The nation’s over-dependence on China has cost Taiwan’s young people the courage to face and defeat challenges, Alliance Cultural Foundation chairman Stanley Yen (嚴長壽) said, adding that Taiwan should not define itself as competing with China and should instead play to its strengths.
Yen made the remarks in a speech titled “What I have in mind for Taiwan” on Friday at an event hosted by the National Science Council.
Yen said that by giving the rest of the world access to its vast market and manpower, China has weakened Taiwan’s position both globally and regionally, Taiwan has become overly dependent on China, to the extent that Taiwan is stopping in its tracks and waiting for China to surrender part of its profits.
“On the surface, it may seem to be an opportunity for business and increased income, but we have to take a step back and think that if we were in the same situation with either Japan or the US, would they be willing to surrender part of their profits when signing trade deals with us?” Yen said, adding that reliance on Chinese profits has cost Taiwanese youth their bravery in facing challenges.
Prior to China’s adoption of a more liberal economy, Taiwan’s young people had faced the world with nothing but a satchel and broken English, but today, the younger generation quails at the sight of what lies beyond Taiwan’s shores, Yen said.
“We should not be afraid, for we have our own advantages,” Yen said, adding that Taiwan is the Asian version of Switzerland, the Netherlands and Denmark.
“Taiwan is a country where people know how to live our lives,” Yen said. “However, what Taiwan lacks is people to guard its accomplishments, but explorers and entrepreneurs to pave the path into the future.”
“We don’t need to compare ourselves with China, Japan or South Korea,” he added. “What Taiwan needs to do is to carve out its own unique path.”
Commenting on how to make the transition, Yen said the nation needed to rely on its progeny and to do so, the nation’s education policies needed to change.
The current system focuses on the “exemplary model,” but educating the current students with the exemplary model of yesterday is only teaching them how to adhere to bygone values and traditions, Yen said.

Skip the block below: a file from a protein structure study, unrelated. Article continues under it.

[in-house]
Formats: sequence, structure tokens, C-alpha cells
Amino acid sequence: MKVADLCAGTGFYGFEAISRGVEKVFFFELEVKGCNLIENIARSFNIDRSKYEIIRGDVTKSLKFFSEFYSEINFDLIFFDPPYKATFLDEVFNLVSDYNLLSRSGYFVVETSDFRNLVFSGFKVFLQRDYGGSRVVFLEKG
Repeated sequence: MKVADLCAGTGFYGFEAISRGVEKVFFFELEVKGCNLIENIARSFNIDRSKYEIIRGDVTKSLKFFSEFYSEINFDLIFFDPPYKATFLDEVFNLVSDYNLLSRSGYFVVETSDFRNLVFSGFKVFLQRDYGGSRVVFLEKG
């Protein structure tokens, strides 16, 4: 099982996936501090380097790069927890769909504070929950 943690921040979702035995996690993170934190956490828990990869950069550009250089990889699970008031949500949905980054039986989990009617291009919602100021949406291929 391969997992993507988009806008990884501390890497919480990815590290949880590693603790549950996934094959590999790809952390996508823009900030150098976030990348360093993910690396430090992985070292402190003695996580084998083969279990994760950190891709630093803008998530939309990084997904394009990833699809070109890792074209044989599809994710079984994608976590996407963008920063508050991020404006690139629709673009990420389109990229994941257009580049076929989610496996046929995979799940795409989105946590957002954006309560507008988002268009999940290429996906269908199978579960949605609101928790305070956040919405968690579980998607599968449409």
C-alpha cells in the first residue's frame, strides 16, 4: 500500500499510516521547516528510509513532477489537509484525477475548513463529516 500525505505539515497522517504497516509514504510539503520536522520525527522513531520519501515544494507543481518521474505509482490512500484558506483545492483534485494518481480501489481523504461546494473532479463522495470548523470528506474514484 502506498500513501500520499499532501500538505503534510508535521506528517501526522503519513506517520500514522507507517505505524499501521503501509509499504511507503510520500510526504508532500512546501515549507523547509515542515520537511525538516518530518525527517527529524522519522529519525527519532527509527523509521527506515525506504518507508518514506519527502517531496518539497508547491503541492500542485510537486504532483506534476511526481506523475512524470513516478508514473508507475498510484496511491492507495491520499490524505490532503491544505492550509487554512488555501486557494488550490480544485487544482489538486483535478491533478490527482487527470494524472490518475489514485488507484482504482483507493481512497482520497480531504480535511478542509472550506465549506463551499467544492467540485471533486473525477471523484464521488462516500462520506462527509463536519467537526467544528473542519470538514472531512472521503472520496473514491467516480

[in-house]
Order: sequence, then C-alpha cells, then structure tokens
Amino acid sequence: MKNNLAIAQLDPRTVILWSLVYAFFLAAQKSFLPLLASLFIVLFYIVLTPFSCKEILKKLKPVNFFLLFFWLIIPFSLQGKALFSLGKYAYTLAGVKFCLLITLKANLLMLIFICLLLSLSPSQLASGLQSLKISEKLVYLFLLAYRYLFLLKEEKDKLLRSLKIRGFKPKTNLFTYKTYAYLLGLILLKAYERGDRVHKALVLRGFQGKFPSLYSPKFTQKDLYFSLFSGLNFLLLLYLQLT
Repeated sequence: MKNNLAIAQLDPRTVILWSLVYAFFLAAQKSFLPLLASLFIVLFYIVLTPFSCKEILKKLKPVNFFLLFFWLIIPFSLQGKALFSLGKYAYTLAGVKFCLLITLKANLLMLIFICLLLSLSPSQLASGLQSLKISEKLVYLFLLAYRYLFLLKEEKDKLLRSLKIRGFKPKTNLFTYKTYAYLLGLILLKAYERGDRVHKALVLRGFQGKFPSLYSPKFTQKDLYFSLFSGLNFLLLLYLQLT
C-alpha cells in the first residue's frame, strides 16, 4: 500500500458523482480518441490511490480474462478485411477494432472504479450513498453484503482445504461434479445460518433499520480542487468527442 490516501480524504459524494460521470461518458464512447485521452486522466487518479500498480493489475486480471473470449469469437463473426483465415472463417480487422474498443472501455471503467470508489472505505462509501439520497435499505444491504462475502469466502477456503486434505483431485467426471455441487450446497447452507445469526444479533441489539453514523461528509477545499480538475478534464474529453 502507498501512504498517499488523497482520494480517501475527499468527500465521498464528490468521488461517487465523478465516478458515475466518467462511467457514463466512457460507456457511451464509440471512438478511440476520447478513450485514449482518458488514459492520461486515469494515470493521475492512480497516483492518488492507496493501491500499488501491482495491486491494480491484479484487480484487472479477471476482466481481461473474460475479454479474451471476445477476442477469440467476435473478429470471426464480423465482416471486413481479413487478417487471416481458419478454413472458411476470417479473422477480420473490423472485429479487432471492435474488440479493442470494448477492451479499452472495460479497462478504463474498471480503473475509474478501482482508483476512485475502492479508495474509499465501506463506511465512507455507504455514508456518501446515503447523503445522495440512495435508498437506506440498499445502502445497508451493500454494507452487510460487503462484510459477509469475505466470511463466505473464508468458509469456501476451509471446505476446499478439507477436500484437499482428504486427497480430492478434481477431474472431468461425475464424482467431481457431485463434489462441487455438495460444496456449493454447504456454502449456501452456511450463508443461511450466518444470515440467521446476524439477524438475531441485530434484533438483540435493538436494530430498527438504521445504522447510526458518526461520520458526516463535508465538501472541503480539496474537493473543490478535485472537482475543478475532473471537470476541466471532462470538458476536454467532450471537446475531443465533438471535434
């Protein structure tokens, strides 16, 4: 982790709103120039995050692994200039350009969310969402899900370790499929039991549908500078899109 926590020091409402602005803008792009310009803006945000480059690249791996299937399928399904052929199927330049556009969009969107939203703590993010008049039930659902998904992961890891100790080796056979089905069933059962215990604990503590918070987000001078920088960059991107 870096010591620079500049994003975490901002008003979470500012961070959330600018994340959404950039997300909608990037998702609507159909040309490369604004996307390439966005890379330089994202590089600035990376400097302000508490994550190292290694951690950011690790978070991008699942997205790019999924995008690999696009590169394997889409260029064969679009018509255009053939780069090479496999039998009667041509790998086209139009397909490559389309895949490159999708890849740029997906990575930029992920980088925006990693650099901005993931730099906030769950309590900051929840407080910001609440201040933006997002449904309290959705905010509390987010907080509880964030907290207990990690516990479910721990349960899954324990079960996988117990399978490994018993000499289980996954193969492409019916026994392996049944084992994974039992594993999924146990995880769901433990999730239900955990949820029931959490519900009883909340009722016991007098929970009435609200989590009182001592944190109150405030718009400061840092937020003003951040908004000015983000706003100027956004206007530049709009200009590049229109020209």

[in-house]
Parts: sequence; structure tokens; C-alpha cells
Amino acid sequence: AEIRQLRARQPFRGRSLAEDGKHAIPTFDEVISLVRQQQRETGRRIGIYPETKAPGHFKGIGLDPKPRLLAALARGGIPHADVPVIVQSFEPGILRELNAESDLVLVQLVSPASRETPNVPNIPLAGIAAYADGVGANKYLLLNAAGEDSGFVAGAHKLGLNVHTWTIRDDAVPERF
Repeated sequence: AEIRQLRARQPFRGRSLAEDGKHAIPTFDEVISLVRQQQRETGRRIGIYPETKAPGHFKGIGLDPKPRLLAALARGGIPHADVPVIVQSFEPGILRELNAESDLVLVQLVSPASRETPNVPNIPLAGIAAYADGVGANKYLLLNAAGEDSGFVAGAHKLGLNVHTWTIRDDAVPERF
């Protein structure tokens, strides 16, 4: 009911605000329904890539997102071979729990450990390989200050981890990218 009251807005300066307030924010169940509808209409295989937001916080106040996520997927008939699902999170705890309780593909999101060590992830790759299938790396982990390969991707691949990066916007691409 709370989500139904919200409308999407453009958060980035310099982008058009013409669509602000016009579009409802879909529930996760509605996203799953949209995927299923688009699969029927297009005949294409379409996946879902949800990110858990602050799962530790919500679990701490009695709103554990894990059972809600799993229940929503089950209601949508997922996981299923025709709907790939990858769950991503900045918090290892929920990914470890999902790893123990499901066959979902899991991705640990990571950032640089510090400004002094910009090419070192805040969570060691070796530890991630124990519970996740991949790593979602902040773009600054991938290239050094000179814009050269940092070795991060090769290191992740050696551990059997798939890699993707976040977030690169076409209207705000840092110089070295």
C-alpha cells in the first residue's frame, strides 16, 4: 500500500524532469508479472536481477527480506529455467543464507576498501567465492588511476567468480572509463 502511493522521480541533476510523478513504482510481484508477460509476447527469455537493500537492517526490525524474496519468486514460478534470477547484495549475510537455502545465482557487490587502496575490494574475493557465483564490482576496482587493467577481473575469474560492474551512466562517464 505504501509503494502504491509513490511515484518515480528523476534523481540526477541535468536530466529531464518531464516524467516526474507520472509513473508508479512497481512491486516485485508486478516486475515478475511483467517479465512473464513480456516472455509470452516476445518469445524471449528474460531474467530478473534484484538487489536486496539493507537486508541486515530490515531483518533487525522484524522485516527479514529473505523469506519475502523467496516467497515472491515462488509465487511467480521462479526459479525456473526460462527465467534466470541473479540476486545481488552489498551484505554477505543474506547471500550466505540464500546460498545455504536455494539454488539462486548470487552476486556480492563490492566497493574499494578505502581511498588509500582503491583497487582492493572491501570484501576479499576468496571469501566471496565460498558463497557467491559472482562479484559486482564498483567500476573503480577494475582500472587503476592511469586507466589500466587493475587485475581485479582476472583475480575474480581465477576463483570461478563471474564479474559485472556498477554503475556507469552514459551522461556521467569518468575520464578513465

Yen called it “a rear-view mirror” method that focused more on efficiency than creativity, and said it was the main reason Taiwan was still focused on providing original equipment manufacture (OEM) and original design manufacturer (ODM) services.
“We need people in the role of ‘searchlights’ instead of ‘rear-view mirrors,’ people who look forward and pierce the foggy uncertainty of the future,” Yen said.
The past decade or so has seen massive improvements in communication technology, but the advances have not saved time as they were originally intended to, but rather turned into a major waste of time as the younger generation spends increasing amounts of time browsing Facebook, marking their locations and busying themselves with “completely unimportant things,” he said.
They have no time to bring themselves closer to the land and to the people around them and “they lack the time to fully integrate themselves into society and enjoy real life, real culture,” Yen said.
“Taiwan has never been short of brilliant minds. What it has been short of is the sort of people that can integrate the mental acumen of Taiwanese into business or other sectors,” he added.
Taiwanese should fully understand their own advantages and use them, and once they do, sustainable development of the nation will not be far off, Yen said.